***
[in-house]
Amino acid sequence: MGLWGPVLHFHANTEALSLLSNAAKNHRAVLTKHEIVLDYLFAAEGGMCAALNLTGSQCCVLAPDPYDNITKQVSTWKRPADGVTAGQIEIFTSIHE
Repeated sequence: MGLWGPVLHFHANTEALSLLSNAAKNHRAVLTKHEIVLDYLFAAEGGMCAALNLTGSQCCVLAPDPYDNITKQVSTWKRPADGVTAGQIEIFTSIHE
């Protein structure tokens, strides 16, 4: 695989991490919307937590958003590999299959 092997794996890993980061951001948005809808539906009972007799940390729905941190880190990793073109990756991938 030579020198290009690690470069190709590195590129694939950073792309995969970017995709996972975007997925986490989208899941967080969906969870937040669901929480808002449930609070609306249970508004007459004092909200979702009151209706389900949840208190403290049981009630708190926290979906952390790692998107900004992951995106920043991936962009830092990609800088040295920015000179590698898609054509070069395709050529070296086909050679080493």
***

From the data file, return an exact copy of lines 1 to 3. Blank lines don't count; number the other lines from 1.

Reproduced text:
[in-house]
Amino acid sequence: MGLWGPVLHFHANTEALSLLSNAAKNHRAVLTKHEIVLDYLFAAEGGMCAALNLTGSQCCVLAPDPYDNITKQVSTWKRPADGVTAGQIEIFTSIHE
Repeated sequence: MGLWGPVLHFHANTEALSLLSNAAKNHRAVLTKHEIVLDYLFAAEGGMCAALNLTGSQCCVLAPDPYDNITKQVSTWKRPADGVTAGQIEIFTSIHE